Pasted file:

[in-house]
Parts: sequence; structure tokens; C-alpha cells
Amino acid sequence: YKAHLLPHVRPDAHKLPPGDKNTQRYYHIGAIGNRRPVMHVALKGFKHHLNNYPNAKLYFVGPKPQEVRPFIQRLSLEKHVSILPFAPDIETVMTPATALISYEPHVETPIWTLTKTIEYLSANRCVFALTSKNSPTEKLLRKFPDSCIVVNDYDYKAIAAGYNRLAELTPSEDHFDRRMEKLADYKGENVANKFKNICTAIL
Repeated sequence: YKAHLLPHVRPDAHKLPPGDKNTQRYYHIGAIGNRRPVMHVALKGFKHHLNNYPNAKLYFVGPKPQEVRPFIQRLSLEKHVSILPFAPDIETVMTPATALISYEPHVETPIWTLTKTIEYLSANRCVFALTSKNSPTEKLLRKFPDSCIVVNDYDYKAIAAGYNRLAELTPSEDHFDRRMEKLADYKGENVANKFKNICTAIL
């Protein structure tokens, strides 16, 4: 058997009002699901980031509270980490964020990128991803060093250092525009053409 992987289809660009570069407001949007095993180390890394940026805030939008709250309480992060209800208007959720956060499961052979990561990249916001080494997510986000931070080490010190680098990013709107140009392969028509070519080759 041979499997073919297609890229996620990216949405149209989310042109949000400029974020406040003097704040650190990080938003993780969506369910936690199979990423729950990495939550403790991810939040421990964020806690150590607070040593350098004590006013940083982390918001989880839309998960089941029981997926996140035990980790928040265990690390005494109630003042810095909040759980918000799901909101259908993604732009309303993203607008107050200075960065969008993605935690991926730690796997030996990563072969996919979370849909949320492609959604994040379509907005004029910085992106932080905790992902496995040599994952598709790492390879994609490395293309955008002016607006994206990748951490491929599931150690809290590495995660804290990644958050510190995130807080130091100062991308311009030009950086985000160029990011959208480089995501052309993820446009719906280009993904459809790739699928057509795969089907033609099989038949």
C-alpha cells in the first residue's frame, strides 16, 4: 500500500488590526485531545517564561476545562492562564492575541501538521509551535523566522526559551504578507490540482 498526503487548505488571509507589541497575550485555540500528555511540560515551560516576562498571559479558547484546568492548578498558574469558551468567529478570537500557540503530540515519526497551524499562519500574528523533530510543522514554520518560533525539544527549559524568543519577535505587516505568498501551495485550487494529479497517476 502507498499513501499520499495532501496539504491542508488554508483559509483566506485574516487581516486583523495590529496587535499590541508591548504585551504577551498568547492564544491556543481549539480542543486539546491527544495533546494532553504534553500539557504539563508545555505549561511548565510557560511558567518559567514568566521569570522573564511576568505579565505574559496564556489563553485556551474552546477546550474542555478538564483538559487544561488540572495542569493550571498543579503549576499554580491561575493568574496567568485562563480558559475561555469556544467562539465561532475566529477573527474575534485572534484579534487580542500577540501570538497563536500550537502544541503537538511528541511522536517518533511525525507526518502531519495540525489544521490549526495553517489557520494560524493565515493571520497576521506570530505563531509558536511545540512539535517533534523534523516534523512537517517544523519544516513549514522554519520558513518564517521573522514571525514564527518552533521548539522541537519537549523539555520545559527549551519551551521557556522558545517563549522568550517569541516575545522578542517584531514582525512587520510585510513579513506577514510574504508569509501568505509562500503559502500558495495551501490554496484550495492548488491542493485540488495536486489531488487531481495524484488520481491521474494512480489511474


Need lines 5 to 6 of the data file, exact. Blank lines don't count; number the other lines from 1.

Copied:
């Protein structure tokens, strides 16, 4: 058997009002699901980031509270980490964020990128991803060093250092525009053409 992987289809660009570069407001949007095993180390890394940026805030939008709250309480992060209800208007959720956060499961052979990561990249916001080494997510986000931070080490010190680098990013709107140009392969028509070519080759 041979499997073919297609890229996620990216949405149209989310042109949000400029974020406040003097704040650190990080938003993780969506369910936690199979990423729950990495939550403790991810939040421990964020806690150590607070040593350098004590006013940083982390918001989880839309998960089941029981997926996140035990980790928040265990690390005494109630003042810095909040759980918000799901909101259908993604732009309303993203607008107050200075960065969008993605935690991926730690796997030996990563072969996919979370849909949320492609959604994040379509907005004029910085992106932080905790992902496995040599994952598709790492390879994609490395293309955008002016607006994206990748951490491929599931150690809290590495995660804290990644958050510190995130807080130091100062991308311009030009950086985000160029990011959208480089995501052309993820446009719906280009993904459809790739699928057509795969089907033609099989038949």
C-alpha cells in the first residue's frame, strides 16, 4: 500500500488590526485531545517564561476545562492562564492575541501538521509551535523566522526559551504578507490540482 498526503487548505488571509507589541497575550485555540500528555511540560515551560516576562498571559479558547484546568492548578498558574469558551468567529478570537500557540503530540515519526497551524499562519500574528523533530510543522514554520518560533525539544527549559524568543519577535505587516505568498501551495485550487494529479497517476 502507498499513501499520499495532501496539504491542508488554508483559509483566506485574516487581516486583523495590529496587535499590541508591548504585551504577551498568547492564544491556543481549539480542543486539546491527544495533546494532553504534553500539557504539563508545555505549561511548565510557560511558567518559567514568566521569570522573564511576568505579565505574559496564556489563553485556551474552546477546550474542555478538564483538559487544561488540572495542569493550571498543579503549576499554580491561575493568574496567568485562563480558559475561555469556544467562539465561532475566529477573527474575534485572534484579534487580542500577540501570538497563536500550537502544541503537538511528541511522536517518533511525525507526518502531519495540525489544521490549526495553517489557520494560524493565515493571520497576521506570530505563531509558536511545540512539535517533534523534523516534523512537517517544523519544516513549514522554519520558513518564517521573522514571525514564527518552533521548539522541537519537549523539555520545559527549551519551551521557556522558545517563549522568550517569541516575545522578542517584531514582525512587520510585510513579513506577514510574504508569509501568505509562500503559502500558495495551501490554496484550495492548488491542493485540488495536486489531488487531481495524484488520481491521474494512480489511474